MMC Africa sells themselves as one of the most reputable corporate law firms in Africa with an international byline. In Kenya, they’re being retained by major corporate firms, Safaricom is one of their biggest clients.
MMC Africa was representing the late Bob Collymore and Safaricom in many cases including numerous cases with Blogger Cyprian Nyakundi. The endless cases ended up in the blogger suing the company over harassment. He argued that the company was using its financial muscles to harass him with cases and also arrests.
MMC Africa is currently under fire over its involvement in a tender scam where half a billion is under question over their retain services to NHIF, a scandal ridden parastatal.
Now, Safaricom is currently faced with a potential Sh115Trillion class action suit which by all evidences, could’ve been avoided. You see, Safaricom employees had allegedly stole data of 11.5M customers and hawking it around like peanuts, the employees had even approached firms like Sportpesa to sell this data to.
Not so many people take data breach with the seriousness it deserves, more so in Kenya. The data in question has crucial bio analysis of customers that would put their personal security in danger. Data held spending pattern, physical locations name it. Politicians and even religious leaders like Muslims who don’t condone gambling, had their data leaked. You can imagine the damage this would hold if this data was made public.
Initially, Safaricom through legal advice of MMC Africa had refuted data leakage, in fact the petitioner in their case a Mr. Benedict had to be arrested alongside his accomplices who were Safaricom’s employees. While Benedict thought he had covered all his tracks during the case by reporting everything to the DCI, things didn’t go as planned.
Having obtained the data from Safaricom employees, Benedict after weighing, reported the matter to the DCI in Parklands, he was promptly connected to the bully DCI unit at Safaricom.
They organized a meeting, actually, the DCI agent attached to Safaricom ignored Benedict who’s job was to connect the Safaricom employees to potential clients for the stolen data. Knowing what was at stakes. Benedict approached Safaricom executives directly.
A negotiation process ensued, Benedict was not to leak this info to the public. The executives asked for time to process and deliver a deal. Benedict was paid Sh50,000 via Mpesa which is documented in the court evidence. This money was for them ‘for the weekend’ in plain streets language, this was a bribe.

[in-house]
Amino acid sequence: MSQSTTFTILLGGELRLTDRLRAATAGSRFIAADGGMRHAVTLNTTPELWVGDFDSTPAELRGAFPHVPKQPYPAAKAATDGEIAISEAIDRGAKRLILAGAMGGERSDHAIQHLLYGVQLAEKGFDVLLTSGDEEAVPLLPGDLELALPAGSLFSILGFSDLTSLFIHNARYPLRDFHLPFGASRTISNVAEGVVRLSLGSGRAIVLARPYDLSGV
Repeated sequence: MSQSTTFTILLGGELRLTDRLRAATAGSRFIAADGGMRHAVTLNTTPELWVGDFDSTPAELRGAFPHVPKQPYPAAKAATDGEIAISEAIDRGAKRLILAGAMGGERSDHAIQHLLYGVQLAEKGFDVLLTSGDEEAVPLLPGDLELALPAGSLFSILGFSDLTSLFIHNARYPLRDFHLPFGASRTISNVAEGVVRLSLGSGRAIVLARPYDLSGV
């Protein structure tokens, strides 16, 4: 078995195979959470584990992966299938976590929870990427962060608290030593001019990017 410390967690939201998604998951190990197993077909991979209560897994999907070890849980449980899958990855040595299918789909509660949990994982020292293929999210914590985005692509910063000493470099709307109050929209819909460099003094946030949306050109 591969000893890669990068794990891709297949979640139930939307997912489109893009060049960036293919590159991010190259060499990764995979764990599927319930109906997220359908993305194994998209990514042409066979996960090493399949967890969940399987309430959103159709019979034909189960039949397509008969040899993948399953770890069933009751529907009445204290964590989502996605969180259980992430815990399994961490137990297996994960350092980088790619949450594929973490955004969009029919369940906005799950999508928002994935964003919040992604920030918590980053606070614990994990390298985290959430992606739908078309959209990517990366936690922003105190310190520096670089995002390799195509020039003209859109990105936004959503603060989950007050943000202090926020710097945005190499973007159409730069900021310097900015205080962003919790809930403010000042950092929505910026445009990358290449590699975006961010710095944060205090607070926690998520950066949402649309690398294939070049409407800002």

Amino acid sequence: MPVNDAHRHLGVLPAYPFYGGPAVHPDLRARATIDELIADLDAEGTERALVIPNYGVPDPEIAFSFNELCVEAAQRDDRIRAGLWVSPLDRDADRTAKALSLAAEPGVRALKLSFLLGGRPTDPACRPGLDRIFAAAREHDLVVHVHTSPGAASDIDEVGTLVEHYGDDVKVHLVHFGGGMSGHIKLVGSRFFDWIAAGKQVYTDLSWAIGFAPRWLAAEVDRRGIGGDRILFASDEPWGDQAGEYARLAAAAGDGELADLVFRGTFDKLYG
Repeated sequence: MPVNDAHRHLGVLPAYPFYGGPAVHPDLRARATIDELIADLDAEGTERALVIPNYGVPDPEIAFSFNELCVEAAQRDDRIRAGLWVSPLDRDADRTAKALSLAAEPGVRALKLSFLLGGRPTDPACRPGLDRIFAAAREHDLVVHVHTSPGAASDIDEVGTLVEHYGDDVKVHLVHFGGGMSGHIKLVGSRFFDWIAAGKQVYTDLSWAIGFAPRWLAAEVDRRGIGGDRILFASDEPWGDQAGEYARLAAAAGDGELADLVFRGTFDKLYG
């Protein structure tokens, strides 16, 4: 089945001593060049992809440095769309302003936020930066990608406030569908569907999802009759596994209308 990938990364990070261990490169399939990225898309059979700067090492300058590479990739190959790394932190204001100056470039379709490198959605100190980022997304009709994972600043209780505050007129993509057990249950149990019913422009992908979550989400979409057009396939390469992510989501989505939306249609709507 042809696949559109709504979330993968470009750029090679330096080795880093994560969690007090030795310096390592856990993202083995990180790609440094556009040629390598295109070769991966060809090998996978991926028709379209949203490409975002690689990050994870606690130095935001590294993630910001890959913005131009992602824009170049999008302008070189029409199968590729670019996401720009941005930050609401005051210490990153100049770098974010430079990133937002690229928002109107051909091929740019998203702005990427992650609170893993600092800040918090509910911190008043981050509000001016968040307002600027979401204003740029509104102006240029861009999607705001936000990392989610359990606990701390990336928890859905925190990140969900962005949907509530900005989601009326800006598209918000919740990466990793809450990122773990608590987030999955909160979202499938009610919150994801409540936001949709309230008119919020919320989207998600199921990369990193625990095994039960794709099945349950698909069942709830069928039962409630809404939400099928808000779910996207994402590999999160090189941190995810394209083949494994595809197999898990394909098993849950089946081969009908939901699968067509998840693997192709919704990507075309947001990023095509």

He was to be compensated so the story could be killed, another bargain was for Benedict to help the company to trail and nab the internal staff who was leaking the data.
Things took a different turn, after consultations with MMC Africa the law firm, Safaricom decided to lodge criminal investigations against Benedict who would then be arrested on several occasions before using him to trap the insiders. He was forced to collaborate with the Safaricom’s HQ based detectives. He has since lodged a case against them over harassment.
Benedict who’s the petitioner, was accused of demanding money in menace, the Sh300M that they had negotiated with Safaricom executives, we can’t a certain these claims. In fact according to publications, it was the Safaricom’s executives who had given him a blank check to sign.
Initially, on 8th July, 2019, Daniel Ndamba a Safaricom’s executive in an affidavit drawn by Safaricom’s client MMC Africa, denied having any knowledge of data breach in the suit. All along they vehemently denied any breach and accused the petitioner and his accomplices of conniving to defraud the company.
Fast forward to 9th September, 2019 in a verifying affidavit drawn by MMC Africa in response to a plaint dated the same day, Daniel Ndamba admitted to the data breach of 11.5M Safaricom clients.
What does this therefore means? All the 11.5M clients whose data was breached need to know that an admission has been made in court by Safaricom and that they should join the suit for the breach. According to the suit, each of the client affected should be compensated for Sh10M. We’re therefore asking all Kenyans affected to demand for their money. We now have data protection law in place.
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